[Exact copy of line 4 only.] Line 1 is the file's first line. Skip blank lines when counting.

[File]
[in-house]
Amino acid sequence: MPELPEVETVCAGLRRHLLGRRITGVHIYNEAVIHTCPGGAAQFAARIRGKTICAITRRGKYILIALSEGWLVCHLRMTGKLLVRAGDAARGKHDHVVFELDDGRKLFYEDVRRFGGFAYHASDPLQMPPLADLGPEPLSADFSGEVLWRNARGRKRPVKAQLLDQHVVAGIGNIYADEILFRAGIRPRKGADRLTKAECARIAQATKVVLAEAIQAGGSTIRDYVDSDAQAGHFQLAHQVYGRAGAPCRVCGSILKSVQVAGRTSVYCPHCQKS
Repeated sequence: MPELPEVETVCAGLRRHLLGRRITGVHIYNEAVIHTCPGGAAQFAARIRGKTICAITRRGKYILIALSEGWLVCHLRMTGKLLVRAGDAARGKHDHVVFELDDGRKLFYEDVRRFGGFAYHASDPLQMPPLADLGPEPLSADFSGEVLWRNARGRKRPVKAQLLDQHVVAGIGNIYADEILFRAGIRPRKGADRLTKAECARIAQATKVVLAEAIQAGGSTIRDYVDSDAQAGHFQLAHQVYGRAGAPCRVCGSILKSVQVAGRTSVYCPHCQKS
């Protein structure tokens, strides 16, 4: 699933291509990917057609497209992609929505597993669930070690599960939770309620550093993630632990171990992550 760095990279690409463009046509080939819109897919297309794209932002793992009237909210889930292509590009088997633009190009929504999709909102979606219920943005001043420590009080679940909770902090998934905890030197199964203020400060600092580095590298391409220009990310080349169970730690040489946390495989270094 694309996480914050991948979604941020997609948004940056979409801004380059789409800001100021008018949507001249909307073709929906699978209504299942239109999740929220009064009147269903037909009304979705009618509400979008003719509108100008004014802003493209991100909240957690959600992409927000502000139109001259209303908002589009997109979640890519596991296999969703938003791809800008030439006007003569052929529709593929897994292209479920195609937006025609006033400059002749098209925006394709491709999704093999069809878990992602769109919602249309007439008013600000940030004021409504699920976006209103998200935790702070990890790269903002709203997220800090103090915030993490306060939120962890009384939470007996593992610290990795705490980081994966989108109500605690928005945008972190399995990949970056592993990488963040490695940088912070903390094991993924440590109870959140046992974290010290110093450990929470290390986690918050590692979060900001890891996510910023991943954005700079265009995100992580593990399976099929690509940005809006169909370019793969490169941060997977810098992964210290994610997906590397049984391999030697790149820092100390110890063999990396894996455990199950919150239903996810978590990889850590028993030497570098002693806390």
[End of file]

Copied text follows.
């Protein structure tokens, strides 16, 4: 699933291509990917057609497209992609929505597993669930070690599960939770309620550093993630632990171990992550 760095990279690409463009046509080939819109897919297309794209932002793992009237909210889930292509590009088997633009190009929504999709909102979606219920943005001043420590009080679940909770902090998934905890030197199964203020400060600092580095590298391409220009990310080349169970730690040489946390495989270094 694309996480914050991948979604941020997609948004940056979409801004380059789409800001100021008018949507001249909307073709929906699978209504299942239109999740929220009064009147269903037909009304979705009618509400979008003719509108100008004014802003493209991100909240957690959600992409927000502000139109001259209303908002589009997109979640890519596991296999969703938003791809800008030439006007003569052929529709593929897994292209479920195609937006025609006033400059002749098209925006394709491709999704093999069809878990992602769109919602249309007439008013600000940030004021409504699920976006209103998200935790702070990890790269903002709203997220800090103090915030993490306060939120962890009384939470007996593992610290990795705490980081994966989108109500605690928005945008972190399995990949970056592993990488963040490695940088912070903390094991993924440590109870959140046992974290010290110093450990929470290390986690918050590692979060900001890891996510910023991943954005700079265009995100992580593990399976099929690509940005809006169909370019793969490169941060997977810098992964210290994610997906590397049984391999030697790149820092100390110890063999990396894996455990199950919150239903996810978590990889850590028993030497570098002693806390």